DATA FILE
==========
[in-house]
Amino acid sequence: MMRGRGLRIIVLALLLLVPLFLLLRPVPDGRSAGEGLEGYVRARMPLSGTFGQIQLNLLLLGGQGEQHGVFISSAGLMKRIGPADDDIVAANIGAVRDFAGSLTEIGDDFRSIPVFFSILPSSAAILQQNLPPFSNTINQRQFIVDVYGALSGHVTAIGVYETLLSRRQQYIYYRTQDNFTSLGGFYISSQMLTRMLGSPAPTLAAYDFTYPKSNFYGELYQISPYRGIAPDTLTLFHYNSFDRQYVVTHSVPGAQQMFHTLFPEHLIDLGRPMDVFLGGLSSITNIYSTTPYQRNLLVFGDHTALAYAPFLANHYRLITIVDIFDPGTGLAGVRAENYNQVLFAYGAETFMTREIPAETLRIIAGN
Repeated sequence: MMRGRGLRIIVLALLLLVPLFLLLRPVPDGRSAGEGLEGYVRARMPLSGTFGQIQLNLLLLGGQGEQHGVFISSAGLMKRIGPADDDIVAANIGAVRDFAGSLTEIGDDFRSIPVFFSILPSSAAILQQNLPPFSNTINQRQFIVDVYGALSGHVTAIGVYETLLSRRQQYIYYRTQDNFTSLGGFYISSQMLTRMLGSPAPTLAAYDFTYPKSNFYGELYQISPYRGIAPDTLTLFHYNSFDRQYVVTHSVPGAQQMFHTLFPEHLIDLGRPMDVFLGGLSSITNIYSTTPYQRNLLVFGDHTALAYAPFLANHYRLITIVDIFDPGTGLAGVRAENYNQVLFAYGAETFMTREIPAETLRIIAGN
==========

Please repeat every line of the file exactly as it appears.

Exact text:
[in-house]
Amino acid sequence: MMRGRGLRIIVLALLLLVPLFLLLRPVPDGRSAGEGLEGYVRARMPLSGTFGQIQLNLLLLGGQGEQHGVFISSAGLMKRIGPADDDIVAANIGAVRDFAGSLTEIGDDFRSIPVFFSILPSSAAILQQNLPPFSNTINQRQFIVDVYGALSGHVTAIGVYETLLSRRQQYIYYRTQDNFTSLGGFYISSQMLTRMLGSPAPTLAAYDFTYPKSNFYGELYQISPYRGIAPDTLTLFHYNSFDRQYVVTHSVPGAQQMFHTLFPEHLIDLGRPMDVFLGGLSSITNIYSTTPYQRNLLVFGDHTALAYAPFLANHYRLITIVDIFDPGTGLAGVRAENYNQVLFAYGAETFMTREIPAETLRIIAGN
Repeated sequence: MMRGRGLRIIVLALLLLVPLFLLLRPVPDGRSAGEGLEGYVRARMPLSGTFGQIQLNLLLLGGQGEQHGVFISSAGLMKRIGPADDDIVAANIGAVRDFAGSLTEIGDDFRSIPVFFSILPSSAAILQQNLPPFSNTINQRQFIVDVYGALSGHVTAIGVYETLLSRRQQYIYYRTQDNFTSLGGFYISSQMLTRMLGSPAPTLAAYDFTYPKSNFYGELYQISPYRGIAPDTLTLFHYNSFDRQYVVTHSVPGAQQMFHTLFPEHLIDLGRPMDVFLGGLSSITNIYSTTPYQRNLLVFGDHTALAYAPFLANHYRLITIVDIFDPGTGLAGVRAENYNQVLFAYGAETFMTREIPAETLRIIAGN